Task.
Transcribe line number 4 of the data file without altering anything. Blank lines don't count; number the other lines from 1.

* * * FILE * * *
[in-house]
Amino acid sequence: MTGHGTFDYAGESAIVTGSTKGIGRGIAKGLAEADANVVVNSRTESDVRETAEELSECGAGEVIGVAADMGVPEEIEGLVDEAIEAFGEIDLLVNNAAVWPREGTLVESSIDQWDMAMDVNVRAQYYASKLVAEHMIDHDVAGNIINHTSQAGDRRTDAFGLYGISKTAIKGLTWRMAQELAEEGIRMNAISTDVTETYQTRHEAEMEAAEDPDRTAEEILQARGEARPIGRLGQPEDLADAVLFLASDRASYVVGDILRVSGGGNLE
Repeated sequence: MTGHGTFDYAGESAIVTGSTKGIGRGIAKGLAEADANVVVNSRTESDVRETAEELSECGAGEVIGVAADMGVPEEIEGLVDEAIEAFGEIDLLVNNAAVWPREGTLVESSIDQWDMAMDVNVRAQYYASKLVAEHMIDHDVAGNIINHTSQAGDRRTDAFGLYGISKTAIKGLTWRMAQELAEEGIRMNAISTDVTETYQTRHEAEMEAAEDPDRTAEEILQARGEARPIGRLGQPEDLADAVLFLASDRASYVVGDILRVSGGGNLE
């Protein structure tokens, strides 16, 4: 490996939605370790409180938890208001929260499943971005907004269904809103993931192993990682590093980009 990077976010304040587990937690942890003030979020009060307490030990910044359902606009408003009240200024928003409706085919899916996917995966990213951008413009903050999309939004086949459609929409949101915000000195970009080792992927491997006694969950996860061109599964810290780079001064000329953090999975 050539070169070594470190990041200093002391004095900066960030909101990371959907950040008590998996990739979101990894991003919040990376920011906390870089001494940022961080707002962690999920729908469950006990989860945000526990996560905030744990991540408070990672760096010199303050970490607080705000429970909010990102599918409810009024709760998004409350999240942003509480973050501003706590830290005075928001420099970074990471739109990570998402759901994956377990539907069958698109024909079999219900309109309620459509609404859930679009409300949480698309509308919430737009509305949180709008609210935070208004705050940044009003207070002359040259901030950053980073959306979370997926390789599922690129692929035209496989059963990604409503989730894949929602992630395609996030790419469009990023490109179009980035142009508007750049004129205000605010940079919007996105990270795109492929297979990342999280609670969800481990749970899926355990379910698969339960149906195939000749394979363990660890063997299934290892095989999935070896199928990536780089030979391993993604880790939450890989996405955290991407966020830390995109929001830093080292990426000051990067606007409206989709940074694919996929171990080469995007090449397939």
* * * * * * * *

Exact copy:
């Protein structure tokens, strides 16, 4: 490996939605370790409180938890208001929260499943971005907004269904809103993931192993990682590093980009 990077976010304040587990937690942890003030979020009060307490030990910044359902606009408003009240200024928003409706085919899916996917995966990213951008413009903050999309939004086949459609929409949101915000000195970009080792992927491997006694969950996860061109599964810290780079001064000329953090999975 050539070169070594470190990041200093002391004095900066960030909101990371959907950040008590998996990739979101990894991003919040990376920011906390870089001494940022961080707002962690999920729908469950006990989860945000526990996560905030744990991540408070990672760096010199303050970490607080705000429970909010990102599918409810009024709760998004409350999240942003509480973050501003706590830290005075928001420099970074990471739109990570998402759901994956377990539907069958698109024909079999219900309109309620459509609404859930679009409300949480698309509308919430737009509305949180709008609210935070208004705050940044009003207070002359040259901030950053980073959306979370997926390789599922690129692929035209496989059963990604409503989730894949929602992630395609996030790419469009990023490109179009980035142009508007750049004129205000605010940079919007996105990270795109492929297979990342999280609670969800481990749970899926355990379910698969339960149906195939000749394979363990660890063997299934290892095989999935070896199928990536780089030979391993993604880790939450890989996405955290991407966020830390995109929001830093080292990426000051990067606007409206989709940074694919996929171990080469995007090449397939």